I am a member of the US mil­i­tary in the one branch that also wields law enforce­ment authority. This gives me a spe­cial respon­si­bility that I always keep fore­most in my mind. Some­times people joke with me, “I bet you could kick s0-and-so’s ass.” “Man, that guy’s really lucky you were in a good mood.” “Do what Myke says or he’ll beat you up!”

Can I be honest? I don’t like those jokes. Because they don’t reflect my com­mit­ment to NEVER use vio­lence out­side cir­cum­stances where its appli­ca­tion is both crit­ical and authorized.

I can part with pride. I will never part with honor.

  • http://twitter.com/IanKrohn Ian James Krohn

    I tend to agree with yah Mr. Cole, but saying that i would not hes­i­tate to use my training to pro­tect those i find dear in life and death sit­u­a­tions.  That being said I do find it inher­ently dis­hon­or­able to use ones mil­i­tary training to gain advan­tage over other men who may or may not know exactly who they are messing with.

  • Adam Call­away

    You have my respect for life. Thank you.

  • http://www.facebook.com/jefferson.tester Jef­ferson Tester

    I can respect that stance at first glance, but I ask you this. Can you always be sure your attacker will be sat­is­fied with just blood­ying you up? Too much damage to your body costs me tax dol­lars for your hos­pital stay. Too much damage to your body can cause those who depend on you unnec­es­sary grief ‚stress, and expense. Too much damage and you end up dead or unem­ployed due to med­ical discharge.

    Self defense is not nec­es­sarily always an issue of pride. If it always were, there’d be no reason for a mil­i­tary. The mil­i­tary is sup­posed to be just self defense on a national scale, after all.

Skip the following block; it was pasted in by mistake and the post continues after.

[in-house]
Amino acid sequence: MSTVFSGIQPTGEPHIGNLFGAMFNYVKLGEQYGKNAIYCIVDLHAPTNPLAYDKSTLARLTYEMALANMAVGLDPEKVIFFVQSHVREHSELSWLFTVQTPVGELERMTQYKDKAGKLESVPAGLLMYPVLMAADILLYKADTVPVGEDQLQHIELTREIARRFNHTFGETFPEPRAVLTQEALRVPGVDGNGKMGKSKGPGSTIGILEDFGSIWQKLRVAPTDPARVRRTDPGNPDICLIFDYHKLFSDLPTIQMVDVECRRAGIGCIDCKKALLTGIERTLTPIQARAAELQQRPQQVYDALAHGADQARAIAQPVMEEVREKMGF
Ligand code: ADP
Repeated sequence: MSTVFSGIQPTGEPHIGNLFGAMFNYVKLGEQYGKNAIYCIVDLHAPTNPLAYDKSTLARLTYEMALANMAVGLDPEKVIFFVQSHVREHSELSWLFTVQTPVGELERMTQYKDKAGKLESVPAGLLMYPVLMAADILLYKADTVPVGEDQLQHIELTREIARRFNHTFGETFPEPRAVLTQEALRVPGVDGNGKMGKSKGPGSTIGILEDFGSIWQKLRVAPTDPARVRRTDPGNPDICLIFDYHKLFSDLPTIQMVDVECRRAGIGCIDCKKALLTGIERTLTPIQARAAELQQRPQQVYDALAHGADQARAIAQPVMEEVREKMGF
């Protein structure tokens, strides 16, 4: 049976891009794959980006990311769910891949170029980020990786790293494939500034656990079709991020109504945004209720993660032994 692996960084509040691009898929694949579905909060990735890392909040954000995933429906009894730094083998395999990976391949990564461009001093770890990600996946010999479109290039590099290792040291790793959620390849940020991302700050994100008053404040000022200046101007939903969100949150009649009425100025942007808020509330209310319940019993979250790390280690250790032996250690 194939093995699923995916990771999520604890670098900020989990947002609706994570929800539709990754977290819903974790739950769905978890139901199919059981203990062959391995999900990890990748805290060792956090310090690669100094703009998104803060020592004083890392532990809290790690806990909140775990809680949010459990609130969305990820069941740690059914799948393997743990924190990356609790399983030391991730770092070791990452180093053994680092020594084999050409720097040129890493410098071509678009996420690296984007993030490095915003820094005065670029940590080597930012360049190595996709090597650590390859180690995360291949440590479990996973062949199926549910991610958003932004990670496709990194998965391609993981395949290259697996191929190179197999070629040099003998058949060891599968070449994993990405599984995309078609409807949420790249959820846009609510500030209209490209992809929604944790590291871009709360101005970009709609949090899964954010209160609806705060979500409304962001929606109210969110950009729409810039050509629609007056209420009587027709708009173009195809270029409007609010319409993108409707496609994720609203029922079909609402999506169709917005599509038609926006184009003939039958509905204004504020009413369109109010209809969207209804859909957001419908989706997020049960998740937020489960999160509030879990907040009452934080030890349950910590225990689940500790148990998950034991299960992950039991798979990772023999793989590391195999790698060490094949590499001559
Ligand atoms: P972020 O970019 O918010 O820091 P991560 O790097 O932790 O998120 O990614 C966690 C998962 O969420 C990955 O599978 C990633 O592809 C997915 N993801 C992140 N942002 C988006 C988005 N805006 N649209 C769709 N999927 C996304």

That said, I am glad to hear that you won’t go out of your way to abuse the authority and training you’ve received. Don’t martyr your­self, though, over the idea that someone might think you prideful for defending your­self. You are worth more than that to your country and your loved ones.

    Lastly, as a vet­eran of the USAF, thank you very much for your service.

  • http://www.facebook.com/c.h.leblanc Charles H. Le Blanc

    You honor your­self with your restraint. I thank you for your ser­vice and respect you for your ability to stand against the pit­fall of ego.

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  • Chuck Workman

    Thank you sir for your post, insight, and most of all ser­vice. I may not always agree with such-and-such war, but I will ALWAYS respect the sol­diers who sign up vol­un­tarily, so I’m not made to invol­un­tarily. It’s the true mea­sure of a man to be able to con­trol his temper instead of lashing out with his training.

  • Chuck Workman

    Thank you sir for your post, insight, and most of all ser­vice. I may not always agree with such-and-such war, but I will ALWAYS respect the sol­diers who sign up vol­un­tarily, so I’m not made to invol­un­tarily. It’s the true mea­sure of a man to be able to con­trol his temper instead of lashing out with his training.